“On this course, the hurricane will gradually weaken,” Rappaport said Tuesday night from the Miami-based center. He said gusts could reach about 100 mph at times, especially at higher levels which could damage high-rise buildings in New Orleans.

As Isaac neared the city, there was little fear or panic. With New Orleans’ airport closed, tourists retreated to hotels and most denizens of a coastline that has witnessed countless hurricanes decided to ride out the storm.

“Isaac is the son of Abraham,” said Margaret Thomas, who was trapped for a week in her home in New Orleans’ Broadmoor neighborhood by Katrina’s floodwaters, yet chose to stay put this time. “It’s a special name that means ‘God will protect us’.”

Officials, chastened by memories and experience, advised caution.

“We don’t expect a Katrina-like event, but remember there are things about a Category 1 storm that can kill you,” New Orleans Mayor Mitch Landrieu said, urging people to use common sense and to stay off any streets that may flood.

Tens of thousands of people were told to leave low-lying areas, including 700 patients of Louisiana nursing homes, but officials decided not to call for mass evacuations like those that preceded Katrina, which packed 135 mph winds in 2005.

Isaac also promised to test a New Orleans levee system bolstered after the catastrophic failures during Hurricane Katrina. But in a city that has already weathered Hurricane Gustav in 2008, calm prevailed.

“I feel safe,” said Pamela Young, who settled in to her home in the Lower 9th Ward – a neighborhood devastated by Katrina – with dog Princess and her television. “Everybody’s talking ‘going, going,’ but the thing is, when you go, there’s no telling what will happen. The storm isn’t going to just hit here.”

Young, who lives in a new, two-story home built to replace the one destroyed by Katrina, said she wasn’t worried about the levees.

“If the wind isn’t too rough, I can stay right here,” she said, tapping on her wooden living room coffee table. “If the water comes up, I can go upstairs.”

While far less powerful than Katrina, Isaac posed similar political challenges, a reminder of how the storm seven years ago became a symbol of government ignorance and ineptitude.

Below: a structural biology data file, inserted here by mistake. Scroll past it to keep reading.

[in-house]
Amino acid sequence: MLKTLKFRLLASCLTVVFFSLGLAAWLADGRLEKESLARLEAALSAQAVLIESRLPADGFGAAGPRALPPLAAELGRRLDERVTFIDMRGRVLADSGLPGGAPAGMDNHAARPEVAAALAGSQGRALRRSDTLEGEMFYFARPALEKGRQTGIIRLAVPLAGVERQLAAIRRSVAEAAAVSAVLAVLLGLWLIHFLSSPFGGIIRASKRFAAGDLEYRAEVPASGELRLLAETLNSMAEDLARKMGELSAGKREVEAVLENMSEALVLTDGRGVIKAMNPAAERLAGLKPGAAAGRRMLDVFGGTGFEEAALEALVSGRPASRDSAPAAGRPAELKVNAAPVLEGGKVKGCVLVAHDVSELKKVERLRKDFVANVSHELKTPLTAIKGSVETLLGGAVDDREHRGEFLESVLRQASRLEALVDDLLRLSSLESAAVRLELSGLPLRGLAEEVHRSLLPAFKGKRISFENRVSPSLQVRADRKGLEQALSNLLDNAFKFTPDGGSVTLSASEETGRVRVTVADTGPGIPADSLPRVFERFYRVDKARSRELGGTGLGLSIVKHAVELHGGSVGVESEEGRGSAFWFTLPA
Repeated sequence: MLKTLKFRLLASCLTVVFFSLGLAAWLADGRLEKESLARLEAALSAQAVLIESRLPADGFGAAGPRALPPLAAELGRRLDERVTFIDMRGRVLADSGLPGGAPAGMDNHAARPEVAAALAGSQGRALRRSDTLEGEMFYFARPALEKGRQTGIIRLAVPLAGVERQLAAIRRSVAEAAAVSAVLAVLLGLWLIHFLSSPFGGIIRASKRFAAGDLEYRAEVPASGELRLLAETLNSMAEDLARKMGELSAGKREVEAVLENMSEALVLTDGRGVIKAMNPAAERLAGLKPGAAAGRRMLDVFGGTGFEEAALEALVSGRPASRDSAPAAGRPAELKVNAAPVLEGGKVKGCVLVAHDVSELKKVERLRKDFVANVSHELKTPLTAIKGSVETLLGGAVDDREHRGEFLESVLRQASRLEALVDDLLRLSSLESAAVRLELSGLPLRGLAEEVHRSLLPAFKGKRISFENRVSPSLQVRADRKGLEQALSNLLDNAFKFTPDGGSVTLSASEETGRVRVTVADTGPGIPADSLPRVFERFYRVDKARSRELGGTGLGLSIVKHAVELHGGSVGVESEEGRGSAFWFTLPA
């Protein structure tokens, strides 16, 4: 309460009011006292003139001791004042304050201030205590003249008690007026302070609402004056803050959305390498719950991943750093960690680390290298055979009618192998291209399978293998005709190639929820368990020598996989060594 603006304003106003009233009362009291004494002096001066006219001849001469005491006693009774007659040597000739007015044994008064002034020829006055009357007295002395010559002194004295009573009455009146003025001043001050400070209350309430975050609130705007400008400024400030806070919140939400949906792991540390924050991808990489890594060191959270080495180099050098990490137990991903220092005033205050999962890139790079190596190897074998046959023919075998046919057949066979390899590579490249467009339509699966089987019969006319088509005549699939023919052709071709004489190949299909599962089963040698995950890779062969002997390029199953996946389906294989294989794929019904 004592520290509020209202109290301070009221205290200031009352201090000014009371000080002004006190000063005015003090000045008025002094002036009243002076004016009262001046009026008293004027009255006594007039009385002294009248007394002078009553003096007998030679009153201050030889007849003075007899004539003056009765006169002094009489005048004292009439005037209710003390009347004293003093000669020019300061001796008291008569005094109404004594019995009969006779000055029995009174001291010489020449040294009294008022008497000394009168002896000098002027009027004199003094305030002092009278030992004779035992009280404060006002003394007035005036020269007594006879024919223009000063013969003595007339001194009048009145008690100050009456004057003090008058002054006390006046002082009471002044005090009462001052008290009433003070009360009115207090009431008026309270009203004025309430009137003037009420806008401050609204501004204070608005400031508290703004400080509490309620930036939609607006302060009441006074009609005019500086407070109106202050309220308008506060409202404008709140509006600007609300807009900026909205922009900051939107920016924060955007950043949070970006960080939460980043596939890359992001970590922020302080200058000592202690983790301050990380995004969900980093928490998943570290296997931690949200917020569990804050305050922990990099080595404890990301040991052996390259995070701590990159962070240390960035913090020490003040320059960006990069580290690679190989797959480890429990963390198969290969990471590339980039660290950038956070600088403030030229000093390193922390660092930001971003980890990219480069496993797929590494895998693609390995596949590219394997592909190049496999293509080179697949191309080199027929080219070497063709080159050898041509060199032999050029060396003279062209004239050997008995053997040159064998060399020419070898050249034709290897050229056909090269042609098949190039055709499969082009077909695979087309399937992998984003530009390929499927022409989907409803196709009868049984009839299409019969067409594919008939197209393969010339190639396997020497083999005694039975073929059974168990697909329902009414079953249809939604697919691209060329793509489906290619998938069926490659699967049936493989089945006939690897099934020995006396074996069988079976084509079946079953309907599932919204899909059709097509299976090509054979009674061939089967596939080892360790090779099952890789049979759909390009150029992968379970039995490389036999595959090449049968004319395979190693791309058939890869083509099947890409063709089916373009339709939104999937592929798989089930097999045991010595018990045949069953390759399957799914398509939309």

Political fallout was already simmering. Republican Gov. Bobby Jindal, who canceled his trip to the convention, said the Obama administration’s disaster declaration fell short of the federal help he had requested, and asked for a promise to be reimbursed for storm preparation costs.

“We learned from past experiences, you can’t just wait. You’ve got to push the federal bureaucracy,” Jindal said.

FEMA Administrator Craig Fugate said such requests would be addressed after the storm.

Obama promised that Americans will help each other recover, “no matter what this storm brings.”

“When disaster strikes, we’re not Democrats or Republicans first, we are Americans first,” Obama said at a campaign rally at Iowa State University. “We’re one family. We help our neighbors in need.”

The storm’s landfall didn’t appear to affect prime-time coverage of the RNC, where Ann Romney and New Jersey Gov. Chris Christie were to speak after a day of delays.

While politicians from both parties were careful to show their concern for those in the storm’s path, Gulf residents and visitors tried to make the best of the situation on the ground.

In New Orleans’ French Quarter, Hyatt hotel employee Nazareth Joseph braced for a busy week and fat overtime paychecks. Joseph said he was trapped in the city for several days after Katrina and helped neighbors escape the floodwaters.

“We made it through Katrina; we can definitely make it through this. It’s going to take a lot more to run me. I know how to survive,” he said.

Maureen McDonald of Long Beach, Ind., strolled the French Quarter on her 80th birthday wearing a poncho, accompanied by family who traveled from three different cities to meet her in New Orleans to celebrate.

“The storm hasn’t slowed us down. We’re having the best time,” she said.

But farther east along the Gulf, veterans of past hurricanes made sure to take precautions.

At a highway rest stop along Alabama’s I-10, Bonnie Schertler, 54, of Waveland, Miss., said she left her coastal home for her father’s place in Alabama “because of the ‘coulds.'”

“I just feel like the storm may stay for a few days and that wind might just pound and pound and pound and pound,” said Schertler, whose former home in Waveland was destroyed by Hurricane Katrina. A slow storm is more dangerous, she said, “’cause it can knock down just virtually everything if it just hovers forever.”

Local officials, who imposed curfews in Mississippi’s Harrison, Hancock and Jackson counties. And in Theodore, Ala., 148 people took refuge in a shelter at the town’s high school by midday Tuesday, with minds focused as much on the past as on the present storm.

Charlotte McCrary, 41, at the shelter with husband, Bryan, and their two sons, 3-year-old Tristan and 1-year-old Gabriel, recalled the year she spent living in a FEMA trailer after Katrina destroyed her home.

Seven years later, the storm reminds her that she still hasn’t gotten back to same place.

“I think what it is,” Bryan McCrary said, “is it brings back a lot of bad memories.”